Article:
Types of Standardised Techniques Tests

Types of Standardised Techniques Tests

According to Early Childhood Diploma there are four types of standardised test. These include achievement interest, aptitude and personality testing.

  1. Aptitude Tests: Aptitude test measures the potential of one to achieve in a given activity or to learn to achieve in that activity. Aptitude test may be potentially used by counsellor and others because:

(a) They may identify potential abilities of which the individual is not aware;

(b) They may encourage the development of special or potential abilities of a given individual;

(c) They may provide information to assist an individual in making educational and career decisions or other choice between competing alternatives;

(d) They may serve as an aid in predicting the level of academic or vocational success, an individual might anticipate.

Special Aptitude Tests: Special aptitude test usually refers to those that seek to measure an individual’s potential ability to perform or to acquire proficiency in a-specific occupation or other type of activity.

Vocational Aptitude Batteries: Multiple aptitude tests typically consist ofcombinations to a series of occupations related activities. Commonly used multiple aptitude batteries are the General Aptitude Test Battery (GATB), the Differential Aptitude Battery (DAB); the Flanagan Aptitude Classification Test (FACT); and the Academic Promise Test (APT).

  1. Achievement Tests: All unit, semester and terminal examination are achievement tests. These tests focus on skills or abilities that are traditionally taught in school. Thusachievement test may be defined as tools designed to measure the degree of student’s learning in specific curriculum areas common to most schools such as Mathematics, English usages etc. Achievement tests are used as learning measure of: (a) the amount of learning, (b) the rate of learning, (c) comparisons with others or with achievement of self in other areas, (d) level of learning in sub-area, and (e) strengths and weakness in a subject matter area because of their extensive use and relatively easy task of identifying appropriate context measures.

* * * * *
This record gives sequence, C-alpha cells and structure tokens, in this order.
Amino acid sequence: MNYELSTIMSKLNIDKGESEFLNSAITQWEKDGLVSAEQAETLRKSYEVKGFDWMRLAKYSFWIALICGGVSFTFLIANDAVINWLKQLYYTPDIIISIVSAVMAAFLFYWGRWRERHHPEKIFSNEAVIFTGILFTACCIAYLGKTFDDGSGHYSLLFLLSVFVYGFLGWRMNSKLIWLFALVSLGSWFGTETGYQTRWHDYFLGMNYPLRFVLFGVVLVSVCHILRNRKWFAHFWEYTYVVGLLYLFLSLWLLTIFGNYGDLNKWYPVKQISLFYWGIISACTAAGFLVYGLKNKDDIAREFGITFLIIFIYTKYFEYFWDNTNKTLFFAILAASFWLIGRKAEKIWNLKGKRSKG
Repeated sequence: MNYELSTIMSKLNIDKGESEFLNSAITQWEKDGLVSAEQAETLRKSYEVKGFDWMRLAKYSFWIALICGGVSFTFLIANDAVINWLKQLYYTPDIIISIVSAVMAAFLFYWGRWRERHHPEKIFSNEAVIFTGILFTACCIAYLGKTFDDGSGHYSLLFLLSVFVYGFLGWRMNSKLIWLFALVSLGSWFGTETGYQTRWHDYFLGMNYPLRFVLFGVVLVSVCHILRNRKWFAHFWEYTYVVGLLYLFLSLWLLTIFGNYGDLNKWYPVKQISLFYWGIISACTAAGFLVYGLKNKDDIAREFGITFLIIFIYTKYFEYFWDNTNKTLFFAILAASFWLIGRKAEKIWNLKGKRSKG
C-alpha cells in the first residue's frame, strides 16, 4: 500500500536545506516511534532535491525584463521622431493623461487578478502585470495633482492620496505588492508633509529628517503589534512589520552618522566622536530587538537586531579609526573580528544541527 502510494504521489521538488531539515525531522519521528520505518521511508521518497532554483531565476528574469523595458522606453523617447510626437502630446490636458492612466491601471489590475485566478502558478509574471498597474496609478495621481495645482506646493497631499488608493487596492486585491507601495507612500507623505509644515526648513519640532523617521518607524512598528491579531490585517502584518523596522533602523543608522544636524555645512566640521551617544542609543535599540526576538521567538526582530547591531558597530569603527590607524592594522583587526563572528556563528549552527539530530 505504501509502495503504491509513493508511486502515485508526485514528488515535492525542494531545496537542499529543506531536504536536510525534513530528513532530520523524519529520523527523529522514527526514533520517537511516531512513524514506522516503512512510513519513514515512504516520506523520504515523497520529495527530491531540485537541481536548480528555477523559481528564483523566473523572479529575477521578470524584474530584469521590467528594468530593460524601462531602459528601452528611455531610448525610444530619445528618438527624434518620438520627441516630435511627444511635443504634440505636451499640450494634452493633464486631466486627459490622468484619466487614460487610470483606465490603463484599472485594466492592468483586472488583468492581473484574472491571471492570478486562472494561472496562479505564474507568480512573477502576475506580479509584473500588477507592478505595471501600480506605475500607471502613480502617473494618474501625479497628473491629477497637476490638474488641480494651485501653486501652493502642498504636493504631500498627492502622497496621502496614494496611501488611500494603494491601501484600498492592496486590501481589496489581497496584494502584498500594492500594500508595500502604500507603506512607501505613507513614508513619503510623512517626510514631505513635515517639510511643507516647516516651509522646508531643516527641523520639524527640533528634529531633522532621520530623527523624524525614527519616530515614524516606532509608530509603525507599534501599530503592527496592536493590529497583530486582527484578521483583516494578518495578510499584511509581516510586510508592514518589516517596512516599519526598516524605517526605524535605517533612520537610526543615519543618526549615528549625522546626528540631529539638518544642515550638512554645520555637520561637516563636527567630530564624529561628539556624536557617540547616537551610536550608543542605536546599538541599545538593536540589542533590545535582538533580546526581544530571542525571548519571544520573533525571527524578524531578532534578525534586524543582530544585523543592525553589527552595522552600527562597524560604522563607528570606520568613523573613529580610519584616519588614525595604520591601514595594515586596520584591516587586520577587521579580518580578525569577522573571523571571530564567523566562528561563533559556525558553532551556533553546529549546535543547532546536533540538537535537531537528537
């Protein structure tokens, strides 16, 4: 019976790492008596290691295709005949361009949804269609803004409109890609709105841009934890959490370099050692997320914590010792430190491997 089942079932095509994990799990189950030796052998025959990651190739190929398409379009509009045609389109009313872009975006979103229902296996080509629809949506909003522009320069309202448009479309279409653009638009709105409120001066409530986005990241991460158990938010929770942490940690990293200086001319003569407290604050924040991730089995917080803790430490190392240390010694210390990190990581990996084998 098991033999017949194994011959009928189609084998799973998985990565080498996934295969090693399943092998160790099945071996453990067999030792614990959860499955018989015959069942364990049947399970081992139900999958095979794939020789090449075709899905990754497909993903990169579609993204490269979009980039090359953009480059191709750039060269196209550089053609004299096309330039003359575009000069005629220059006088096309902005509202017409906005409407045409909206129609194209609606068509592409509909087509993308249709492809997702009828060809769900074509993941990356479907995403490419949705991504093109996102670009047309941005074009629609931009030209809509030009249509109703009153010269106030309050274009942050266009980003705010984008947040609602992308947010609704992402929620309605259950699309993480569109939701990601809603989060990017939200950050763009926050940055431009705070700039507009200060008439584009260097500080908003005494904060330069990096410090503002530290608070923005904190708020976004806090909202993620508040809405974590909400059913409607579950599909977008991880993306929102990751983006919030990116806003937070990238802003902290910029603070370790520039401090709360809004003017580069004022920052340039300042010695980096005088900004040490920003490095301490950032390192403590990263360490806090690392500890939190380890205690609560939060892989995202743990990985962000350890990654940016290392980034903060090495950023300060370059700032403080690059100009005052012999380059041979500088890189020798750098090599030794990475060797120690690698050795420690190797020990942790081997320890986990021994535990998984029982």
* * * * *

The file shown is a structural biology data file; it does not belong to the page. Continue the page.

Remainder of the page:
2. Interest Inventory: Interest is a behaviour orientation towards certain objects, activities or experiences. It is expression of likes and dislikes, attractions and aversions. Interest testing is done to achieve some purpose i.e., (a) to provide teachers and counsellors with information regarding the students preference and aversions which will help them acquire better understanding of students and their problem.

(b) to help the testers to identify the clarify their interests in teens ofthe demands of varied courses and careers and choose work and experiences consistent with their interests. (c) to help channelize the energies of the youth in different directions. (d) to help in the selection of right person for the right work,  and thus save frustration unhappiness and disappointment in the life of individuals and increase productive capacity of individuals.

Methods of Measuring Interests by N.T.T. Nursery Teacher Training

  1. Observation: We may observe manifest interests. What an individual actually does is good indication of what his interests are.
  2. Claims of Counsellor: We can know the interest by knowing the expressed interests of the individual, in a subject, activity, object or vocation. Verbal claim can be an indicatory of his interest.
  3. Use of Instruments: We may assess interests using an instrument like Michigan Vocabulary Test on the grounds that if individual are really interested in something, he will know the vocabulary involved in that area.